1. First, get these ingredients:

    • carrots
    • celery
    • lentils
  2. Boil some water.

  3. Dump everything in the pot and follow
    this algorithm:

    find wooden spoon
    uncover pot
    stir
    cover pot
    balance wooden spoon precariously on pot handle
    wait 10 minutes
    goto first step (or shut off burner when done)

    Do not bump wooden spoon or it will fall.

Notice again how text always lines up on 4-space indents (including
that last line which continues item 3 above).

Here's a link to a website, to a local
doc
, and to a section heading in the current
doc
. Here's a footnote 1.

Tables can look like this:

size material color


9 leather brown
10 hemp canvas natural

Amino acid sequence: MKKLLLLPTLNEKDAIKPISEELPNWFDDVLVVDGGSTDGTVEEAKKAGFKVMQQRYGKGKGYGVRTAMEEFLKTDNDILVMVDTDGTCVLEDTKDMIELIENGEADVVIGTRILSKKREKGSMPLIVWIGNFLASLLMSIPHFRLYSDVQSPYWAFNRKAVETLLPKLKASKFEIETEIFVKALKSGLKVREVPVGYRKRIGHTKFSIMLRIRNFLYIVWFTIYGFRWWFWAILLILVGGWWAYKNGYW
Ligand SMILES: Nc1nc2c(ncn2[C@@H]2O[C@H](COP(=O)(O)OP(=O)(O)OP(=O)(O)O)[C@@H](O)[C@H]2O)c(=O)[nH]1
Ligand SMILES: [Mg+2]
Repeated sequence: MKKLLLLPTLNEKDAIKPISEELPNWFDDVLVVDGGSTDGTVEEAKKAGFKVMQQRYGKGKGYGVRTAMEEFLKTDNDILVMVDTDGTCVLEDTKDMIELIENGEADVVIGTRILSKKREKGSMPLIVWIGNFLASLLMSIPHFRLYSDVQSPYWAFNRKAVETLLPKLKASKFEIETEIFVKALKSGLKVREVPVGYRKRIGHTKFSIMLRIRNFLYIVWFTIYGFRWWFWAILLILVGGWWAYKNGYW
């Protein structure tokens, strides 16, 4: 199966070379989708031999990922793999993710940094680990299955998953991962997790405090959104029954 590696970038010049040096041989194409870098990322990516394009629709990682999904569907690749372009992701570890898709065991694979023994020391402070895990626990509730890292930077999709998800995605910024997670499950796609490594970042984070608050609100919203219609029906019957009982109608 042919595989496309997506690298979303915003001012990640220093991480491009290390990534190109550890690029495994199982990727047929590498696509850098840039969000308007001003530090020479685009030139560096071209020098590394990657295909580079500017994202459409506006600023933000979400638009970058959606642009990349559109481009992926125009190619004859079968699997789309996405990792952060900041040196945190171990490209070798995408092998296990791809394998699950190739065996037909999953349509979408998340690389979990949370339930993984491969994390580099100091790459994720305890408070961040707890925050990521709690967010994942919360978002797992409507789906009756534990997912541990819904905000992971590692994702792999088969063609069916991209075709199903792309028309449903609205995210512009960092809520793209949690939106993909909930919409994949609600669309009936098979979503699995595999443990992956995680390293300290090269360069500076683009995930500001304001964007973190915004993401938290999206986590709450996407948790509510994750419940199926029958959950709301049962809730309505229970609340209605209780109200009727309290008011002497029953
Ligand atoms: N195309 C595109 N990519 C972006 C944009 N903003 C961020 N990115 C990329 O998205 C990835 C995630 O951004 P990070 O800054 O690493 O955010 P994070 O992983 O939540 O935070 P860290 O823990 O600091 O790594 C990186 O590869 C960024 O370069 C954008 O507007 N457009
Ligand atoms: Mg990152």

11 glass transparent

Table: Shoes, their sizes, and what they're made of

(The above is the caption for the table.) Pandoc also supports
multi-line tables:


keyword text


red Sunsets, apples, and
other red or reddish
things.

green Leaves, grass, frogs
and other things it's
not easy being.


A horizontal rule follows.


Here's a definition list:

apples
Good for making applesauce.
oranges
Citrus!
tomatoes
There's no "e" in tomatoe.

Again, text is indented 4 spaces. (Put a blank line between each
term/definition pair to spread things out more.)

Here's a "line block":

| Line one
| Line too
| Line tree

and images can be specified like so:

example image

Inline math equations go in like so: $\omega = d\phi / dt$. Display
math should get its own line and be put in in double-dollarsigns:

$$I = \int \rho R^{2} dV$$

And note that you can backslash-escape any punctuation characters
which you wish to be displayed literally, ex.: `foo`, *bar*, etc.

Testlink


  1. Footnote text goes here.